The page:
This was a revolutionary play for American theater when it debuted.  The lack of sets, the characters who are also archetypes, the simple, direct language--the refusal of decoration or euphemism--were radically modern stuff in 1937.  Wilder's idea was "to find a value above all price for the smallest events in our daily life."  So Emily dwells on the joy of sunflowers and ironed dresses, and we feel the importance of everything.  At the same time, Wilder points out tragedy--the alcoholic choirmaster's suicide, the death of Joe on the battlefields of France--and he does it cruelly, without prettying it up one bit.

I had no idea what I was getting into when I started reading.  I'll have to see the play properly someday.  And if you had to read it in 7th grade and thought it was sappy, go back and take a second look.

Tuesday, September 6, 2016

Brat Farrar

Brat Farrar, by Josephine Tey

After the UK trip, I went looking for my copy of The Daughter of Time to give to my kid, who was curious about the Richard III question.  I couldn't find it, but I did find Brat Farrar, so I decided to read that myself.  Tey wrote unusual mysteries--not the usual kind of formula--and they're good to revisit.  This one is odd in that we know from the first that there's an impersonation going what is the mystery?

Brat Farrar is going to pose as the long-lost (thought dead) Patrick, heir to the Ashby estate.  He's well-coached, he looks just right, and he's going to arrive just as Patrick's twin, Simon, is about to come of age.  Brat immediately feels at home with the Ashbys--in fact, he feels that he's doing this for Patrick in a way.  As he becomes ever more comfortable in his new role, he also starts to suspect that Patrick did not commit suicide eight years ago.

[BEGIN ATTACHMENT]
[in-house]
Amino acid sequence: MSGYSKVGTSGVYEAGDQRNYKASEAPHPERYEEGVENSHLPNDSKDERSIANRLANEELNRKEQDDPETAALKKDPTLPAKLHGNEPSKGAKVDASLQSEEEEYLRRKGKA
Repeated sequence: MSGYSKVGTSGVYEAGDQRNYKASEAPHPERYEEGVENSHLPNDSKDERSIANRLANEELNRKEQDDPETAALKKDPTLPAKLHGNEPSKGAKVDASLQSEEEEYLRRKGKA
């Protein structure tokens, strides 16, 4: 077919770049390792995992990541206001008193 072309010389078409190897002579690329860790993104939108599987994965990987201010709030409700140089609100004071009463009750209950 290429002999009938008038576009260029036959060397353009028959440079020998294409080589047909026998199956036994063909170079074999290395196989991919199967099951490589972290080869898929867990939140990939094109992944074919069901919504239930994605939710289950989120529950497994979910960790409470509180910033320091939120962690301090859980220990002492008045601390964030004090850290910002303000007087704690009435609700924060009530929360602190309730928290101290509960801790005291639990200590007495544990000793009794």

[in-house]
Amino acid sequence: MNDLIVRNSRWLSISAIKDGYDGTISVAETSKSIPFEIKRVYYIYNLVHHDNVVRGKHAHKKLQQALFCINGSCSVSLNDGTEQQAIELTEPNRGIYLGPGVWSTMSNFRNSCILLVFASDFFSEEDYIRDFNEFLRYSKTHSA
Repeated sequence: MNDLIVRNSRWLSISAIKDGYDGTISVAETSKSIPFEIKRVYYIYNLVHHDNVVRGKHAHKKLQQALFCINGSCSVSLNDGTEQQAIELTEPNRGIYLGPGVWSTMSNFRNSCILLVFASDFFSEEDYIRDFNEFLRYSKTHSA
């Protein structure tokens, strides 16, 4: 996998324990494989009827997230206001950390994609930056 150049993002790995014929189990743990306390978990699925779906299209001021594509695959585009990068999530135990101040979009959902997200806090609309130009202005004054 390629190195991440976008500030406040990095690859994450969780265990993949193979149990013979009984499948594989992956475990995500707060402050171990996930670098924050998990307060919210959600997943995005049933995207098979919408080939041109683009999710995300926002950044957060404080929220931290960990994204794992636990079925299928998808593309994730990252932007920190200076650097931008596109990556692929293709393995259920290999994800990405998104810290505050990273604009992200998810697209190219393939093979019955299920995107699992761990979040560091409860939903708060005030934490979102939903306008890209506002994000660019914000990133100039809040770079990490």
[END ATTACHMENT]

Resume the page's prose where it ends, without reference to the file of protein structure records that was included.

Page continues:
One of the neat things about this story is how much we sympathize with Brat.  He's committing massive fraud, and his motives are very mixed--he isn't a bad person at all, and yet here he is, about to steal a fortune.  We get involved with all the characters and sympathize with them too.  Pretty soon Brat is in quite a mess, and seeing how it turns out is much of the fun.

Monday, September 5, 2016

My Apprenticeship

My Apprenticeship, by Maxim Gorky

To round out my month or so of Slavic reading--well, who's to say I'm done yet?--I've been reading the second volume of Gorky's autobiography.  I covered the first volume, My Childhood, back in January, and the third is on my TBR pile.  Let us also recall that Gorky's real name was Alexei Maximovich Peshkov, but he used his father's first name and Gorky, 'bitter,' for writing.  He was a major Soviet writer, so there are a bazillion things named after him.  There is a lot I don't understand yet about his character, so I need to do a lot more reading.